What I did find very “Catholic” myself was the careful way in which Mel Gibson portrayed the Blessed Virgin Mary: she was (of course) extremely distraught and in agony, yet it was with a certain stoicism and acceptance that this was the way it had to be (and this interpretation was followed through in the “pieta” scene as well).

She knew her Son came to die and redeem the human race and she knew it early on — arguably from Simeon’s prophecy (Luke 2:35) but in all likelihood earlier, because she knew He was the Messiah (right from the angel at the Annunciation) and if she knew her Scripture she would have known that Messiah was to suffer and even die for us (e.g., Isaiah 53). Furthermore, Jesus talked about it quite a bit. The disciples may have been dense about that, but it doesn’t follow that she was, too. She heard this and understood it. Views about the “ignorance” of Mary with regard to Christ’s mission are unbiblical, implausible, and “liberal” in the same way that views about Jesus’ “ignorance” are.

Therefore, Mary willingly accepts His passion and death. That doesn’t mean she was overjoyed about it (any more than Jesus Himself was); only that she suffered in a way that excluded the total despair of a person who has lost all hope and sees no meaning whatsoever in some suffering or calamity. There is a huge emotional and existential difference between despair and a distraught state and utter, black despair without hope or meaning.

I believe Gibson was consciously aware of this and incorporated it into the film; otherwise Mary would have cried and carried on much more than she did (just as we viewers cried and carried on).

Lastly, here is what I thought was perhaps the most distinctively “Catholic” moment in the film (and no one I have yet read caught it). It’s just my opinion and mere speculation, but see what you think: During the “pieta” scene, Mary looks straight at the camera for a long time and I agree that this could be read as her saying “why did you do this to my Son?,” or “look what love my Son had for you.”

But a detail I noticed was that her right hand was opened, either heavenward or towards the viewer (I’d have to see it again). That might be construed as Mary offering Jesus her Son up to the Father, much in the way that we participate in the Sacrifice of the Mass every Sunday. This is quite Catholic. My wife noted that it might also signify Mary saying, “come accept the salvation that my Son just made possible by His horrible suffering.”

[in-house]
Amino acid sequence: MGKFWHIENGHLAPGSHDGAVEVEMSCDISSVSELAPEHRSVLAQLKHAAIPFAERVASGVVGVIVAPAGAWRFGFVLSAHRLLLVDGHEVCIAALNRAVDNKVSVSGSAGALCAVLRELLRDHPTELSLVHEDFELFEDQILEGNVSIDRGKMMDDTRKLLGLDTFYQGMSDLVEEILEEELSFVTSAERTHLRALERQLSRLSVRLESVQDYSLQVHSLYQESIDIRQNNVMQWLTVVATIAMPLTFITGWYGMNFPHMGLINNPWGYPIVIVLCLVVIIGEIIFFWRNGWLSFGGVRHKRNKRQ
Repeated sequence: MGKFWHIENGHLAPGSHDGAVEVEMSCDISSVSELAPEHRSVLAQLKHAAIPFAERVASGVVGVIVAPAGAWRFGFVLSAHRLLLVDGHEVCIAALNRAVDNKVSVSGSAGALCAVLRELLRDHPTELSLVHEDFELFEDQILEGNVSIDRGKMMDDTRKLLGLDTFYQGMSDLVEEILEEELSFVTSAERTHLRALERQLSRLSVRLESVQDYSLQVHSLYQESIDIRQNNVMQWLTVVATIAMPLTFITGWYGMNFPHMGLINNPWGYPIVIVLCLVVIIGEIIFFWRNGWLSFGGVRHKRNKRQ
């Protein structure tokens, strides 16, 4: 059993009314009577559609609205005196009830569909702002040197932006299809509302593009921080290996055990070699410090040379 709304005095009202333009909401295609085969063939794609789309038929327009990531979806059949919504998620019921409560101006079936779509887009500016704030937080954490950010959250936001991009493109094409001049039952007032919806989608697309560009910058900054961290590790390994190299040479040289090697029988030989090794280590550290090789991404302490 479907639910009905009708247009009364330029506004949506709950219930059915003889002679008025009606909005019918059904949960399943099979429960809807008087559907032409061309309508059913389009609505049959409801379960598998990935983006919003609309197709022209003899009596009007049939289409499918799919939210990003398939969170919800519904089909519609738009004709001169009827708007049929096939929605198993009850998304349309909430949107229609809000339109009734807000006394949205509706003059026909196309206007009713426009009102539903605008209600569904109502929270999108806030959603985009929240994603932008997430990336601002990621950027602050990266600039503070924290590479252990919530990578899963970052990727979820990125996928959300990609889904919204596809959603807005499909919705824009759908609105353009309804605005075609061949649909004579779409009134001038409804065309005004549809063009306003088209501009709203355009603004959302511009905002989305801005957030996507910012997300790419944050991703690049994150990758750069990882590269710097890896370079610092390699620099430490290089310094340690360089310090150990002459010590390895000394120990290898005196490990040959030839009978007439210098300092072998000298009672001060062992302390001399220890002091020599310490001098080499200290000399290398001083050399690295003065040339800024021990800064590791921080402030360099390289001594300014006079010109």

Mary in turn helped make that possible by bearing Jesus in the first place (being the Theotokos); thus participating in the Incarnation, without which there is no Redemption. Does that make Mary equal to God or Jesus, or make her role in salvation history at all equal or on the same level as the work of Jesus? No, no, and no (with the highest emphasis). But it does make her a key human “player” in redemptive history. And that is very “Catholic” indeed, but also — I firmly believe — not contrary to biblical teaching, even if not explicitly spelled out in it.

But I admit that this is speculation based on one observation of a gesture in the movie. Take it for what it’s worth. If Gibson ever confirms this, then my impression will have been justified.


Stanley Williams, a friend and filmmaker himself, wrote:

[T]ake the many “Stations of the Cross” that are illustrated for us. Most Protestants have never heard of the “Stations of the Cross”. Finally, the film, if it is anything, is a visualization of Contemplation, whether that be the sorrowful mysteries of the Rosary, or the result of a lifetime of Spiritual Exercises at the instruction of St. Ignatius. This is Catholic in practice, and only a few Protestants are discovering this in-depth Catholic[ism] too. Amazing stuff. But Protestants won’t see it.. . . the real turn on to me is the difference between how a Catholic filmmaker approaches a subject and how a Protestant filmmaker does it. The Catholic will use images while the Protestant will use words. Compare any of the Left Behind films with The Passion or Franco Zeffirelli’s Jesus of Nazareth. There was even a panel discussion between Catholic and Protestant film theorists at a conference in Hollywood last year, where even the Protestants agreed that Catholics, because Catholics are in tune with sacramentality (making visible what is happening spiritually) of our faith, make better filmmakers.

That’s fascinating stuff about Catholic filmmakers. There is a reason why Jesus of Nazareth remains the best treatment of Jesus’ whole life. I remember thinking when I was a Protestant that when John the Baptist sprinkled people to baptize them in the Jordan River in that film, that this was a “Catholic” influence. Now I think it was simply a wrongheaded scene. If they were in a river, they would have been immersed; it is only for lack of plentiful water that sprinkling was adopted by the Church (as I understand it).